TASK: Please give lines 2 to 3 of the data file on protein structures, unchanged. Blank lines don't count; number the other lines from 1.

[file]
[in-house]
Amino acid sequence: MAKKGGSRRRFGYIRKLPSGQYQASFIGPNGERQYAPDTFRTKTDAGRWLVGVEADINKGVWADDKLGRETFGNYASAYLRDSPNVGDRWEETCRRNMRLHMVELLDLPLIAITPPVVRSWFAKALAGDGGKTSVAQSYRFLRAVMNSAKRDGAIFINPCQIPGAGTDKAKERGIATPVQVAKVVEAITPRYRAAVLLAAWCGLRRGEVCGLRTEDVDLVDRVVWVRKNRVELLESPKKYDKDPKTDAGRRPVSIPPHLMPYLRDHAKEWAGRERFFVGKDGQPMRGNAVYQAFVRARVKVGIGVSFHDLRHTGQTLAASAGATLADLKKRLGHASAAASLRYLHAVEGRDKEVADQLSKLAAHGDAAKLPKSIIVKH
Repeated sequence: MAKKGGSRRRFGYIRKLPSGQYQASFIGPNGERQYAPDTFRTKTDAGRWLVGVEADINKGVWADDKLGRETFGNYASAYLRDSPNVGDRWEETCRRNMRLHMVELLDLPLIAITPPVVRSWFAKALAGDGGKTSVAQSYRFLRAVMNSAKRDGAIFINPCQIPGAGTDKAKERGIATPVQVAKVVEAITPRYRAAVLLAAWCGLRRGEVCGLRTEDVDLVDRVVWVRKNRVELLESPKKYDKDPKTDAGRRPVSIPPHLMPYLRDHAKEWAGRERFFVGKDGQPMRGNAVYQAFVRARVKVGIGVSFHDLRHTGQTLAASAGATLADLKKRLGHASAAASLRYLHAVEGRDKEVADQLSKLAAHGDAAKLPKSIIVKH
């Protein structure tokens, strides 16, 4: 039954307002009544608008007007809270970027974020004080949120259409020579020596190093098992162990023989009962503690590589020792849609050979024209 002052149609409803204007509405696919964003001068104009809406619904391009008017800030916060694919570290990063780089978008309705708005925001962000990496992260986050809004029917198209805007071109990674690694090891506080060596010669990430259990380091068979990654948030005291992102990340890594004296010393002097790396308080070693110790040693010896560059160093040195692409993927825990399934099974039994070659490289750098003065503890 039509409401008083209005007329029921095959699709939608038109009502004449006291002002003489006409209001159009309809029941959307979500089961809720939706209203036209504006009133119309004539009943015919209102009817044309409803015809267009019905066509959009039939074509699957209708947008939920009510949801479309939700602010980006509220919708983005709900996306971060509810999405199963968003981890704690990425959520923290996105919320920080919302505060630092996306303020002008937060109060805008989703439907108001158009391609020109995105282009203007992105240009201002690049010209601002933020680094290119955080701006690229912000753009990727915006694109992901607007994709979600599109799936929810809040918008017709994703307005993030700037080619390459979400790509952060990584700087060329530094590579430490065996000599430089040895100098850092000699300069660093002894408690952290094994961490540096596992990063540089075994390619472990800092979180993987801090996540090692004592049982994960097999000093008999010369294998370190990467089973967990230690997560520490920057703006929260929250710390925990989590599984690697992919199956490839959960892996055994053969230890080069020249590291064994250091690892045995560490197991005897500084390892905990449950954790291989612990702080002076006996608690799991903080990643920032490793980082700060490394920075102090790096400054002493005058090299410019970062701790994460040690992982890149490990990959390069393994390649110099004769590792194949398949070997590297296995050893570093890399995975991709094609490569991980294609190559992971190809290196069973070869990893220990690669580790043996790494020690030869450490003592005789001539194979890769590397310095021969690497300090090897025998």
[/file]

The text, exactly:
Amino acid sequence: MAKKGGSRRRFGYIRKLPSGQYQASFIGPNGERQYAPDTFRTKTDAGRWLVGVEADINKGVWADDKLGRETFGNYASAYLRDSPNVGDRWEETCRRNMRLHMVELLDLPLIAITPPVVRSWFAKALAGDGGKTSVAQSYRFLRAVMNSAKRDGAIFINPCQIPGAGTDKAKERGIATPVQVAKVVEAITPRYRAAVLLAAWCGLRRGEVCGLRTEDVDLVDRVVWVRKNRVELLESPKKYDKDPKTDAGRRPVSIPPHLMPYLRDHAKEWAGRERFFVGKDGQPMRGNAVYQAFVRARVKVGIGVSFHDLRHTGQTLAASAGATLADLKKRLGHASAAASLRYLHAVEGRDKEVADQLSKLAAHGDAAKLPKSIIVKH
Repeated sequence: MAKKGGSRRRFGYIRKLPSGQYQASFIGPNGERQYAPDTFRTKTDAGRWLVGVEADINKGVWADDKLGRETFGNYASAYLRDSPNVGDRWEETCRRNMRLHMVELLDLPLIAITPPVVRSWFAKALAGDGGKTSVAQSYRFLRAVMNSAKRDGAIFINPCQIPGAGTDKAKERGIATPVQVAKVVEAITPRYRAAVLLAAWCGLRRGEVCGLRTEDVDLVDRVVWVRKNRVELLESPKKYDKDPKTDAGRRPVSIPPHLMPYLRDHAKEWAGRERFFVGKDGQPMRGNAVYQAFVRARVKVGIGVSFHDLRHTGQTLAASAGATLADLKKRLGHASAAASLRYLHAVEGRDKEVADQLSKLAAHGDAAKLPKSIIVKH